A kind place

Anna Quindlen

March 08, 1991|By Anna Quindlen

JERSEY CITY, N.J. — Jersey City, N.J.

WHEN I WAS in Moscow I was mesmerized by shopping. One store for bread, another for vegetables, a third for meat.

And three lines: the line to order, the line to pay, the line to pick up purchases. It was a system so inefficient that I could not believe the women around me were not enraged. Instead everyone shrugged, the Russian shrug that means: "Always has been. Always will be."

In our country, this is how we handle the delivery of social services to the poor. Wake up in the shelter. Take a train to the welfare office. Wait an hour. Learn they have lost your paperwork. Take a bus to the hospital for a clinic visit. Wait another hour. Pick up your kids at school. Take the bus to apply for space in a housing project. Take the kids on the train back to the shelter. Always has been. Always will be.

Nope. Lightning has struck in this city, just across a shiny gunmetal stretch of harbor from the Statue of Liberty, and it is called the York Street Project. A building that houses homeless women and their children for up to 18 months. A high school for female dropouts. A child care center that started out with 18 kids and is now up to 52.

All together, in one place, with counseling and lots of help. So simple, so obvious, it makes you wonder why it's not done everywhere.

"Condos for Christ," the older kids call the whole complex, because the nuns run it in one of those upwardly mobile areas where every factory building is now full of lofts, and because it is beautifully renovated and cleaner than most of our homes.

The good sisters have not bought into the notion that poor people deserve the crummiest of accommodations. And it shows. Ask the women here what they've learned and they all say the same: self-respect.

Twenty-one families live in the part of the project called St. Joseph's Home. Some were burnt out of their apartments. Some left because of abusive men. Some got evicted. Many of the children arrive with no language. Now they talk.

"He was sort of closed up," one mother says of her son. "Now he's telling me things I don't know." This is what happens. One little boy came home from a day trip and told his mother he'd been on a hayride. "What's a hayride?" she asked.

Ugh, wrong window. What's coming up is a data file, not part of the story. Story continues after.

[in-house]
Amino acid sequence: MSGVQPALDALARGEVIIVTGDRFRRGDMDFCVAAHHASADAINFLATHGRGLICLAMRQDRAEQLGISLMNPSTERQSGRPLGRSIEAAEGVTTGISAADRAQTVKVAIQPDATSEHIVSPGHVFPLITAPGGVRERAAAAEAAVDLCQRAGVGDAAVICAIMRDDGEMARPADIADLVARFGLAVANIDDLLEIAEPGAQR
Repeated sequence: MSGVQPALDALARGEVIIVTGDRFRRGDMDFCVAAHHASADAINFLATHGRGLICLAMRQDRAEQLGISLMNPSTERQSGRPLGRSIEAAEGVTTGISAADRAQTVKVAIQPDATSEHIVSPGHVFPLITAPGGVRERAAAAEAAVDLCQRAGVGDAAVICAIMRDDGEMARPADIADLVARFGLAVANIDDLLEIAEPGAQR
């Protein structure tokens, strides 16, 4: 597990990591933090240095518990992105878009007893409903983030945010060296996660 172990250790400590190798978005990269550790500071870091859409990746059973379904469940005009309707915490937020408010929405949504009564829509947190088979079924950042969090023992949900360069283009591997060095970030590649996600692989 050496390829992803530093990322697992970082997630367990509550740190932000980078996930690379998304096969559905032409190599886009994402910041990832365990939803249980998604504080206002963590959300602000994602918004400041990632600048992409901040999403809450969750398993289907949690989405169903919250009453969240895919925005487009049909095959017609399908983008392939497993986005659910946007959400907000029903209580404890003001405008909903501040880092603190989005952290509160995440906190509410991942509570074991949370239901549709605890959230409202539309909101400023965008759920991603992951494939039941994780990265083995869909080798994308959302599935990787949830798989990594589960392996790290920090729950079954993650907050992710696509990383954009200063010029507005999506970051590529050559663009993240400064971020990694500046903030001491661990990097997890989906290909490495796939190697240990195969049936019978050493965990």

In one of the school corridors there is a plaque. "We pardon in the degree that we love -- Martin Luther King Jr."

We do not love these people. We blame them for their poverty, and so we find no fault with the systems that serve them, systems that have contempt for their own consumers and so inevitably fail.

It seems so simple when you see it done correctly. A woman who has a safe place to leave her kids can finish high school.

A woman who has a safe place to live knows there is something better than the streets.

There's a verse from Ephesians on a plaque by the front desk "Be Ye Kind." This is a kind place.

It's not always easy. The first year the nuns started out with 25 women in the school and ended up with five. Housing and child care problems were two reasons why, and that realization led to the transitional housing and the child-care center. The high school has had 21 graduates, and will have 13 more in June. Eighty percent are going on to more education.

It costs $1.8 million a year to run this place, which is no money at all, unless you don't have it. There was a grant from HUD and seed money from the Sisters of St. Joseph of Peace, who own the buildings.

Both run out soon. Fortunately, nuns work cheap. If they were getting what their degrees and years of experience warrant, it would be much more expensive. But they're doing the work they signed on to do, saving souls.

"The dignity of the person," Sister Ann Taylor, the director, says of her management philosophy.

This all reminds me of public housing three decades ago, the grim monoliths that made tenants feel as if they were living in an ant farm and that looked like prisons. We learned our lesson, and now we build public housing on a human scale that does not imply its tenants are inconsequential Lilliputians.

But the systems that serve the poor, the welfare offices, the hospitals, the shelters, are still great gray systems, big and reductive.

It is time again to learn our lesson. In this small corner of the world, they've started the revolution without us. In a landscape of public policy failure, success.

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